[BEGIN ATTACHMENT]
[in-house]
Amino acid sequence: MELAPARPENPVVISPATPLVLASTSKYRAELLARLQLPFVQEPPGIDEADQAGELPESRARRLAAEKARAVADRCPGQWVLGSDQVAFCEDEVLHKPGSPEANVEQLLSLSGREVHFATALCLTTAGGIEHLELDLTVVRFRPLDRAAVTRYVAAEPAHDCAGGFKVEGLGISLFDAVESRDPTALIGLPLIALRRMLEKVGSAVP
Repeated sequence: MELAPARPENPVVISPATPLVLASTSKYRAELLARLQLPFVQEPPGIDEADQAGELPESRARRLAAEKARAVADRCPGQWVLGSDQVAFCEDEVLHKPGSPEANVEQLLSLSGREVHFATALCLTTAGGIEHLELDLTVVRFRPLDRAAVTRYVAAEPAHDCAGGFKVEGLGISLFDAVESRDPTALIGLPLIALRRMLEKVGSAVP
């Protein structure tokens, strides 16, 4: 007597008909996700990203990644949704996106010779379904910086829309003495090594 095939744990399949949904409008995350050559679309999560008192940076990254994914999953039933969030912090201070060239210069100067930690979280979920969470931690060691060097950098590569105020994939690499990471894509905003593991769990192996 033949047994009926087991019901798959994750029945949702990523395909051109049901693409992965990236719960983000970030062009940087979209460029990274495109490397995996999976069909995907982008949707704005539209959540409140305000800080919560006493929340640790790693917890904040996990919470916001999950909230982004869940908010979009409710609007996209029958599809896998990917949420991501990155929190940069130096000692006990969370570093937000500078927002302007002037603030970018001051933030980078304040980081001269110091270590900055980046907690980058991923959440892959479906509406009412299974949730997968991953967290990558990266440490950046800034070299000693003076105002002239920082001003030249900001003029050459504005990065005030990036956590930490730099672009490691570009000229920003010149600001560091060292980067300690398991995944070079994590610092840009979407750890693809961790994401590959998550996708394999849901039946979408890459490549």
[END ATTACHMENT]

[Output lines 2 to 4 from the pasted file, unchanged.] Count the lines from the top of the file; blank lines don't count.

Amino acid sequence: MELAPARPENPVVISPATPLVLASTSKYRAELLARLQLPFVQEPPGIDEADQAGELPESRARRLAAEKARAVADRCPGQWVLGSDQVAFCEDEVLHKPGSPEANVEQLLSLSGREVHFATALCLTTAGGIEHLELDLTVVRFRPLDRAAVTRYVAAEPAHDCAGGFKVEGLGISLFDAVESRDPTALIGLPLIALRRMLEKVGSAVP
Repeated sequence: MELAPARPENPVVISPATPLVLASTSKYRAELLARLQLPFVQEPPGIDEADQAGELPESRARRLAAEKARAVADRCPGQWVLGSDQVAFCEDEVLHKPGSPEANVEQLLSLSGREVHFATALCLTTAGGIEHLELDLTVVRFRPLDRAAVTRYVAAEPAHDCAGGFKVEGLGISLFDAVESRDPTALIGLPLIALRRMLEKVGSAVP
């Protein structure tokens, strides 16, 4: 007597008909996700990203990644949704996106010779379904910086829309003495090594 095939744990399949949904409008995350050559679309999560008192940076990254994914999953039933969030912090201070060239210069100067930690979280979920969470931690060691060097950098590569105020994939690499990471894509905003593991769990192996 033949047994009926087991019901798959994750029945949702990523395909051109049901693409992965990236719960983000970030062009940087979209460029990274495109490397995996999976069909995907982008949707704005539209959540409140305000800080919560006493929340640790790693917890904040996990919470916001999950909230982004869940908010979009409710609007996209029958599809896998990917949420991501990155929190940069130096000692006990969370570093937000500078927002302007002037603030970018001051933030980078304040980081001269110091270590900055980046907690980058991923959440892959479906509406009412299974949730997968991953967290990558990266440490950046800034070299000693003076105002002239920082001003030249900001003029050459504005990065005030990036956590930490730099672009490691570009000229920003010149600001560091060292980067300690398991995944070079994590610092840009979407750890693809961790994401590959998550996708394999849901039946979408890459490549």